Kevin Costner does a terrific job on both sides of the camera. I don’t find him to be an actor with a lot of range but he consistently portrays characters that play to his strengths and this is one of my favorites. He and Graham Greene (Kicking Bird) had superb chemistry which in my opinion was the predominant relationship in the film. I liked Mary McDonnell (Stands with a fist) just fine but didn’t always find her performance to be convincing. To the contrary Rodney A. Grant, Floyd Red Crow Westerman, and Tantoo Cardinal (Wind in his hair, Chief Ten Bears and Black Shawl) were excellent in support. In reality the entire cast is deserving of praise since as a unit they lent credibility to the film. For me, Dances with wolves is one of those movies that you can’t just watch a little bit of and turn off. Even though I am intimately familiar with the story and characters I can’t help but want to see the story play out to its conclusion. My affection for it is rekindled as I find myself reacting to it much as I did the first time I saw it. I own the 2003 Special Edition DVD release which contains the extended director’s cut the film which adds 55 minutes to the theatrical cut’s runtime. While there are elements contained in the additional footage that better flesh out some aspects of the story, the truth is the theatrical version flows better and is probably more cohesive. I am not certain why Fox chose not to include the theatrical version on this Blu-ray release because at just under four hours Dances with wolves runs too long. I remember the hoopla that followed its Academy Awards for Best Picture and Best Director for Kevin Costner. Whether you think it is deserving or not there is no denying that Dances with wolves is among the best films of its generation. It is a personal favorite that I am thrilled to finally own in high definition.
The rating is for violence, sensuality and thematic material that would be inappropriate for younger audiences.
AUDIO/VIDEO - By The Numbers:
REFERENCE = 92-100 / EXCELLENT = 83-91 / GOOD = 74-82 / AVERAGE = 65-73 / BELOW AVERAGE = under 65
**My audio/video ratings are based upon a comparative made against other high definition media/blu-ray disc.**
(Each rating is worth 4 points with a max of 5 per category)
- Low frequency extension:
- Surround Sound presentation:
- Dialogue Reproduction:
(Each rating is worth 4 points with a max of 5 per category)
- Black level/Shadow detail:
- Color reproduction:
Dances with Wolves comes to Blu-ray Disc from 20th Century Fox featuring 1080p AVC encoded video that has an average bitrate of 19 Mbps and lossless DTS-HD 7.1 Master Audio sound that has an average bitrate of 4.5 Mbps.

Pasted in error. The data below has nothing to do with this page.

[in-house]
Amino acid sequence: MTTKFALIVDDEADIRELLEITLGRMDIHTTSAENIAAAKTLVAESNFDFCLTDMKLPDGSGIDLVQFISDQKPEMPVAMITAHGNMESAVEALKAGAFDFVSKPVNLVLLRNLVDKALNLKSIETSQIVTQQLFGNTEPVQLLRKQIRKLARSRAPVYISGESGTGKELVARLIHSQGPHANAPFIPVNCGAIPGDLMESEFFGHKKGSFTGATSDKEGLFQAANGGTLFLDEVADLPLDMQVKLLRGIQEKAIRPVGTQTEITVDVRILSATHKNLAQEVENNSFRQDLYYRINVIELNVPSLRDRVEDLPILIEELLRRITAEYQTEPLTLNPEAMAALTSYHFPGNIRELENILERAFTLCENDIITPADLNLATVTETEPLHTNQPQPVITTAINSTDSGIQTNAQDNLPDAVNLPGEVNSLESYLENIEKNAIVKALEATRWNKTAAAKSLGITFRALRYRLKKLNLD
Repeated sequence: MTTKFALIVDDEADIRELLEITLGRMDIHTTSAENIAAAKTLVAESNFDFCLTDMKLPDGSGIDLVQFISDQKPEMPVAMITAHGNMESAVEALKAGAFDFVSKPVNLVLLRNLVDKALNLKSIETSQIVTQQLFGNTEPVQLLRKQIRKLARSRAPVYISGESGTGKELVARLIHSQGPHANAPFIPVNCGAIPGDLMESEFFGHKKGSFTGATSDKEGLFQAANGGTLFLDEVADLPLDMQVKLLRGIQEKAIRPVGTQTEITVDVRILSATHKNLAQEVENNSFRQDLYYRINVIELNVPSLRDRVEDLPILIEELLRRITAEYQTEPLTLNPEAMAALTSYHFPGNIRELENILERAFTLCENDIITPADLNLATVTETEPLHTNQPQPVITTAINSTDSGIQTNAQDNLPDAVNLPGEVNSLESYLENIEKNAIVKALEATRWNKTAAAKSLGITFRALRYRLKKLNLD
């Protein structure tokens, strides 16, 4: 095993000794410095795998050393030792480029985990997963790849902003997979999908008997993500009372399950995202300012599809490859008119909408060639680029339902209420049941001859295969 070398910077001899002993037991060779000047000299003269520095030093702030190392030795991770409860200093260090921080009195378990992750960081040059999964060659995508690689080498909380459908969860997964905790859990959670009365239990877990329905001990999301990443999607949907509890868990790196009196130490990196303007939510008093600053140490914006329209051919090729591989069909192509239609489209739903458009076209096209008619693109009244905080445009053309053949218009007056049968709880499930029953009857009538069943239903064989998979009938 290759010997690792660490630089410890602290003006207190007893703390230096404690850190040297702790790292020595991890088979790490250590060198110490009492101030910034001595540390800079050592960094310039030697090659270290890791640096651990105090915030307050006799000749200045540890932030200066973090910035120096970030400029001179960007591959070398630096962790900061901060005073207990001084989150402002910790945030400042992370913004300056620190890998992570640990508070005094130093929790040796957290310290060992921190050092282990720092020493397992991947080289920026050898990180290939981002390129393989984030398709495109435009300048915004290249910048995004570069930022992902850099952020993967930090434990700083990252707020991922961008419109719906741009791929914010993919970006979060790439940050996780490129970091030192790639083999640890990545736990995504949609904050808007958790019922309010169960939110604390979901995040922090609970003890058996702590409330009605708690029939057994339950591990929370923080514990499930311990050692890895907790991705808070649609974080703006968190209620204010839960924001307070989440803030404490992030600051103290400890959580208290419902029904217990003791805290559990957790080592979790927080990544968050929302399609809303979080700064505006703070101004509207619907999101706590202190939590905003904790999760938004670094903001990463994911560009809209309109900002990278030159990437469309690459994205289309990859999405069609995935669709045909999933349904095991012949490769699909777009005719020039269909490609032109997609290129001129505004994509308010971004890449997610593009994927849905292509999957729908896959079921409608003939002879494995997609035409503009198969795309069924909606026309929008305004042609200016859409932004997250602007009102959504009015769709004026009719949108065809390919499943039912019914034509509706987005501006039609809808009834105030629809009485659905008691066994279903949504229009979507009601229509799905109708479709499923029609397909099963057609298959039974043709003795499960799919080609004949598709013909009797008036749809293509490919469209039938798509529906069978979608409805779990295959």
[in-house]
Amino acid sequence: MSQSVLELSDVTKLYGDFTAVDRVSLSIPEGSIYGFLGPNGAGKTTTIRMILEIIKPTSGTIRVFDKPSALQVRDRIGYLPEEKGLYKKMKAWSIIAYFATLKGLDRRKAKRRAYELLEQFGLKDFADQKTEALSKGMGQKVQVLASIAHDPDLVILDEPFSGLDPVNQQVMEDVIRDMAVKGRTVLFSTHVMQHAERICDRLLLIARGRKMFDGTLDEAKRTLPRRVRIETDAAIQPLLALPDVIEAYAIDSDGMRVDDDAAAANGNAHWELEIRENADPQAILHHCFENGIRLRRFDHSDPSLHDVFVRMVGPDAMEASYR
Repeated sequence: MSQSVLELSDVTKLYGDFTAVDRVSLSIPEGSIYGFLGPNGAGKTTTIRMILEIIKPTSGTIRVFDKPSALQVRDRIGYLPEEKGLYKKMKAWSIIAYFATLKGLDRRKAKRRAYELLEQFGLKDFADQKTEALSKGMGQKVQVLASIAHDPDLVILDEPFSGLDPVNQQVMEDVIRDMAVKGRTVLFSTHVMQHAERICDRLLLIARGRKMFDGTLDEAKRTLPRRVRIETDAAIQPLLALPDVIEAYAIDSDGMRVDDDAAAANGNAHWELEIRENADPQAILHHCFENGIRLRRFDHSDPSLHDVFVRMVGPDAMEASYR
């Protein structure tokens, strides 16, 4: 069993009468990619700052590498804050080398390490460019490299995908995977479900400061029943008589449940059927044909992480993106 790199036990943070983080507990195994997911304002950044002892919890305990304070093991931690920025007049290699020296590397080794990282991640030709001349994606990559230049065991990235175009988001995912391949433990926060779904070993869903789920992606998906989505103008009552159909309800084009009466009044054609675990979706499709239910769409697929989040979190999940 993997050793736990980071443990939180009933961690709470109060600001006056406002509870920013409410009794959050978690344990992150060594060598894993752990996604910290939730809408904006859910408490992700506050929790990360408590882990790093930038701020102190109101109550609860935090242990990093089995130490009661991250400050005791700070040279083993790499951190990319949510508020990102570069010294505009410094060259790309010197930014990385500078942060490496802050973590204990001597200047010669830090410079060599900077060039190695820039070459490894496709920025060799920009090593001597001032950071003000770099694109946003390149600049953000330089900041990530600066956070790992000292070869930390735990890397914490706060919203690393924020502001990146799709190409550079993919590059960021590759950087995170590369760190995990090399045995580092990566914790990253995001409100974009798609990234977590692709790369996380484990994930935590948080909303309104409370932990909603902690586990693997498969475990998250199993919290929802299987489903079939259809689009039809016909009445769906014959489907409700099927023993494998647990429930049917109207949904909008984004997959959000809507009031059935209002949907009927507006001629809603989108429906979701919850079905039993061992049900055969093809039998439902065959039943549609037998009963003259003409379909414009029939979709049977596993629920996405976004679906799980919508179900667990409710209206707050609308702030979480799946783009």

Having owned Dances with wolves on VHS and twice on DVD I have probably seen it half a dozen times at home. It comes to high definition framed in its original 2.35:1 aspect ratio and features image quality that is clearly a step above any previous home video release. It offers an appreciable level of refinement and defining resolution that results in a pleasing high definition experience. Close ups generally offer plenty of textural nuance which makes it easy to discern the subtle complexional structure in the faces of the actors as well as visible delineation in the clothing and objects within the frame. The superb cinematography with its beautiful vista views of the open expanses as supported by the natural light of day offer varying levels of delineation and depth that predominantly look great. Clarity and sharpness during low level sequences shot at night or in uneven light can be inconsistent and range from fair to below average. For instance the segment that takes place after the Sioux kill the buffalo poachers and celebrate by dancing around the burning fire. The image takes on a noticeably grainy/noisy quality with diminished sharpness and perceivable resolution. Colors appear natural with a limited range that is primarily consists of earth tones combined with various shades of blue and red that are rendered beautifully in high definition. Flesh tones are warm with supple texture and lifelike quality. Contrast is spot on and consistent throughout the presentation. Black levels are slightly elevated but stable which results in good not great looking scenes that contain mixed light/dark content. The sequences filmed at night don’t offer deep defining blacks or unlimited dimensional perspective however they exhibit ample dynamic range and fair image penetration. Grain is intact and never rises to an objectionable level during scenes containing ample light. I noticed some light background noise and heavier grain during some low level sequences which doesn’t appear to be the result of bit starvation but may be compression related. Regardless of its origins I didn’t find it overtly distracting. There is no question that this high definition presentation offers fans the opportunity to see this wonderful film looking better than ever.